Virginia Tech, Northern Illinois University, University of Arizona, University of Alabama all have a grim fact in common. Someone from within their midst — student or faculty member — committed mass murder on campus.
The response to campus shootings by some state legislatures and the gun lobby has been to push for guns to be allowed on campus, in spite of a lack of evidence that such a move would improve campus safety and not harm it. In a counter action, the American Association of State Colleges and Universities (AASCU) and 348 colleges and universities have joined the Campaign to Keep Guns Off Campus. Many of them have a better idea.
Since 2007, when 32 people died in a shooting at Virginia Polytechnic and State University, a widespread movement has grown for schools to set up formal threat-assessment committees. Ironically–given the knee-jerk reaction of the state’s legislature in pushing for guns on campus–a couple of very effective programs began years ago at both Arizona State University (late 1980s) and the University of Arizona (2002).
The idea behind these committees is that students or faculty can report concerns that are then investigated; the pooling of knowledge the school has about a specific person from his records combined with what is available through public records. Rich Wilson, a former police chief at ASU, told The Arizona Republic that these committees ideally draw their members from several fields, such as public safety, mental health services, and student services. ASU gets about 150 complaints a year, most of which are then effectively resolved. For UofA, the number is about 100. Interventions sometimes are as dramatic as expulsion or involuntary commitment, but the overriding goal is to get the individual some help before he/she becomes a danger to self or others.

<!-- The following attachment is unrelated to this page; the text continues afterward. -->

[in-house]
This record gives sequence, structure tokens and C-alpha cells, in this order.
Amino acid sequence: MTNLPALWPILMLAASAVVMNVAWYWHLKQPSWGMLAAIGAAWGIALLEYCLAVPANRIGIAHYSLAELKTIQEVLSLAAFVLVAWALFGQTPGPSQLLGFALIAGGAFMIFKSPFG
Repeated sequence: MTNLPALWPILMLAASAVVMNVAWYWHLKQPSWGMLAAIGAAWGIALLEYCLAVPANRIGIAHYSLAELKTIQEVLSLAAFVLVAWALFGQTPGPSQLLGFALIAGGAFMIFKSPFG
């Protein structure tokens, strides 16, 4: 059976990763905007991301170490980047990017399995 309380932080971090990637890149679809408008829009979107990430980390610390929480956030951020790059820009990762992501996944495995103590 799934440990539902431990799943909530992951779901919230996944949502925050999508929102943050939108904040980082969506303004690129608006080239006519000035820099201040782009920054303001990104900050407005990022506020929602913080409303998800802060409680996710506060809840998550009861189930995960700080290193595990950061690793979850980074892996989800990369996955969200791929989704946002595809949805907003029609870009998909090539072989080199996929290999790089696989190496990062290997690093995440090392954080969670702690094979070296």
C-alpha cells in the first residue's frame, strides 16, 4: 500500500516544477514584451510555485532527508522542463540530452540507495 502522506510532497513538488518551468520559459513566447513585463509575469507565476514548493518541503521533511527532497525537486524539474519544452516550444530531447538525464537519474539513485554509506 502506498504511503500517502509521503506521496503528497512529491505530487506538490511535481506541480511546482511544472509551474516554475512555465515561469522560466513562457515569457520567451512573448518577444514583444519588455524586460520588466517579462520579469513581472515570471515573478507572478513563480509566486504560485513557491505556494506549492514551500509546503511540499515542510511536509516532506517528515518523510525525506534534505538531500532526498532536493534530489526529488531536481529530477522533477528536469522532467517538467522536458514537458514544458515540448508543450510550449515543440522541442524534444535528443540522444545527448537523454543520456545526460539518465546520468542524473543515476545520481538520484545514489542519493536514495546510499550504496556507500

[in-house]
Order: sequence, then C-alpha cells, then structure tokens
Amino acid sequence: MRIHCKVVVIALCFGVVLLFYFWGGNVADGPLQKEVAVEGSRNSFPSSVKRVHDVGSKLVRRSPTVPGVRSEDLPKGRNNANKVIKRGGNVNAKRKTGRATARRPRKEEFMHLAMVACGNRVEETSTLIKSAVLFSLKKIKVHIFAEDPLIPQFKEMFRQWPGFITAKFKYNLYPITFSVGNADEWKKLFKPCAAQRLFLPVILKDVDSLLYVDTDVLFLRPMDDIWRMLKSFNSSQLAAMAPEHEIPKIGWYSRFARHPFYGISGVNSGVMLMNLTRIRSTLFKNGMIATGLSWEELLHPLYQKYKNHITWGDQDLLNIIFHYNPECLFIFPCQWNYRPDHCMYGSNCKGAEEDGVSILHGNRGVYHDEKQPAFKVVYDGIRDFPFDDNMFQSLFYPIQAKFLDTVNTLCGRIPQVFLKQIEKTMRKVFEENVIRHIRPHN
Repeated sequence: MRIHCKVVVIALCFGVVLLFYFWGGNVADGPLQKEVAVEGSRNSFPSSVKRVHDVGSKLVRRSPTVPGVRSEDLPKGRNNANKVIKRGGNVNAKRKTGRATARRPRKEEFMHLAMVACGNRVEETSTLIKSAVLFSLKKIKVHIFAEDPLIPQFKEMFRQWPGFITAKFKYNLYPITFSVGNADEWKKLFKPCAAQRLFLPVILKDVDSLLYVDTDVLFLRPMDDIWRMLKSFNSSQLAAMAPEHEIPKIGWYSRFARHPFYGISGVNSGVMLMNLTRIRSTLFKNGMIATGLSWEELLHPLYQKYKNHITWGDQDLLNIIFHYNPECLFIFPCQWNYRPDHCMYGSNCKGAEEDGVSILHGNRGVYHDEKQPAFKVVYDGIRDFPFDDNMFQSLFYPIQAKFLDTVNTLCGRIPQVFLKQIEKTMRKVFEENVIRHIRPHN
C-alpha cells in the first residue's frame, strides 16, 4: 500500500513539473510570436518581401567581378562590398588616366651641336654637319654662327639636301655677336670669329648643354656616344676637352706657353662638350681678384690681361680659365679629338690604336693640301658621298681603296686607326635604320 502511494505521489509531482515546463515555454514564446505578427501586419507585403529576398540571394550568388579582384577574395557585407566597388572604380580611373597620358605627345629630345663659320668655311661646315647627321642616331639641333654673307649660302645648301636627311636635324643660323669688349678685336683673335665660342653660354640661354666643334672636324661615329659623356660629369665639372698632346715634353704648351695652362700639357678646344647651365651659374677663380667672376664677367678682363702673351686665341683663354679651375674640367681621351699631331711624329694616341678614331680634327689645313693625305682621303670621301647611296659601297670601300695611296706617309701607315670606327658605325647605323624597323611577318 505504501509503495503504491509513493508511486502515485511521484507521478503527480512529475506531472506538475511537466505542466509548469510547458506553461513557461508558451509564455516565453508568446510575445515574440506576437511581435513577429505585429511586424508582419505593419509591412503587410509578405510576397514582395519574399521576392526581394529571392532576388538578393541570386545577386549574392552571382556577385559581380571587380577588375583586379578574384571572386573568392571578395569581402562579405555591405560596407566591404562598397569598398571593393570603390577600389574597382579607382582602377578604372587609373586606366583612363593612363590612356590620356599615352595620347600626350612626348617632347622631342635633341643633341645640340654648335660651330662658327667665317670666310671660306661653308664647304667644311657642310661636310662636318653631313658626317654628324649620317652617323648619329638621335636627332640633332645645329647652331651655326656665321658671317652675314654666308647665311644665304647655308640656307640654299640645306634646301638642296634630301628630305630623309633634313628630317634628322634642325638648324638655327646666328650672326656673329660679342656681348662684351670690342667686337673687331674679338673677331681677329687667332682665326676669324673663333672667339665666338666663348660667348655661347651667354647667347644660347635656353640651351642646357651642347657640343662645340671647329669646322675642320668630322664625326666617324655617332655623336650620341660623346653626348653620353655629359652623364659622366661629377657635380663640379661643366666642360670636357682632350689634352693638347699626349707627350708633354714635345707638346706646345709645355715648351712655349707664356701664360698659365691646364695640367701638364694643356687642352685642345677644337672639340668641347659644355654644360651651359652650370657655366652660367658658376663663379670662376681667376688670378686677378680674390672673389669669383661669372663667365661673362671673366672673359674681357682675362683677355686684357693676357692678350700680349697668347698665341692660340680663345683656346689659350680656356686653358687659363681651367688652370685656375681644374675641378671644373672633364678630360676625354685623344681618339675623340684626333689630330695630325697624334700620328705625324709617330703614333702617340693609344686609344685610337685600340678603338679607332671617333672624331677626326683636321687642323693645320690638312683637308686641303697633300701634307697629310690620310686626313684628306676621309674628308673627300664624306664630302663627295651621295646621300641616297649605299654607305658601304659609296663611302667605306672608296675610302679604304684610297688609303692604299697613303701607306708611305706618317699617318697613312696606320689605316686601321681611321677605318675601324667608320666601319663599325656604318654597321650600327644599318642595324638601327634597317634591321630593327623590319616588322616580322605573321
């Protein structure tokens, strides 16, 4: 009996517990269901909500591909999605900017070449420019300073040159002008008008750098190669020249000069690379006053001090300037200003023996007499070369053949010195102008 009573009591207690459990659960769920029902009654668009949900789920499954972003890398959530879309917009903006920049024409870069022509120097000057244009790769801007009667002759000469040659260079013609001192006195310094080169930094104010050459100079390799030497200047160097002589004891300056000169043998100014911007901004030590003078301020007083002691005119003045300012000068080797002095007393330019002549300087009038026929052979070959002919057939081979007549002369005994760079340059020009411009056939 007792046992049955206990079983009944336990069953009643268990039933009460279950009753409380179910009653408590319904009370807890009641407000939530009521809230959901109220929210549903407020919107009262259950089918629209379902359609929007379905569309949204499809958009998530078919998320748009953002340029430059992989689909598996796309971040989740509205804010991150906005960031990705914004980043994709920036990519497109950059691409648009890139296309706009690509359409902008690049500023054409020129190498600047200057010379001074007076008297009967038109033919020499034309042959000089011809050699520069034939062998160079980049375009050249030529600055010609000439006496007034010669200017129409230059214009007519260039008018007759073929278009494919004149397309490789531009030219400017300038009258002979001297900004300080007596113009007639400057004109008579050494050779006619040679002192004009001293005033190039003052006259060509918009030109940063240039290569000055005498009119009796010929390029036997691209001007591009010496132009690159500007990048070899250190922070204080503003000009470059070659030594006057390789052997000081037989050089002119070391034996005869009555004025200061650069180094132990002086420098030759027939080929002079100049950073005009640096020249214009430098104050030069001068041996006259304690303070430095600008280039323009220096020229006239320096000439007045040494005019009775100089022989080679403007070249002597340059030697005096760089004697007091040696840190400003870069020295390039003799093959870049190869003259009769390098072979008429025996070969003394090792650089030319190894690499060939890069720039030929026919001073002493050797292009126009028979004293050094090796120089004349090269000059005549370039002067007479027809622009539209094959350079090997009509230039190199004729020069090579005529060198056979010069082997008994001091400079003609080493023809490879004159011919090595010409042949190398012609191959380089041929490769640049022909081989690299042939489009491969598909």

The system isn’t perfect. Confidentiality laws keep the schools from sharing information with outside agencies. For example, Jared Loughner was listed by Pima Community College as a danger when he was in the process of withdrawing from classes; but he didn’t become violent on campus. He shot U.S. Representative Gabrielle Giffords and some of her constituents at a nearby Tucson shopping center. Nevertheless, the programs are building a record of success in accomplishing their mission, raising the safety level on campuses, and getting help for troubled people.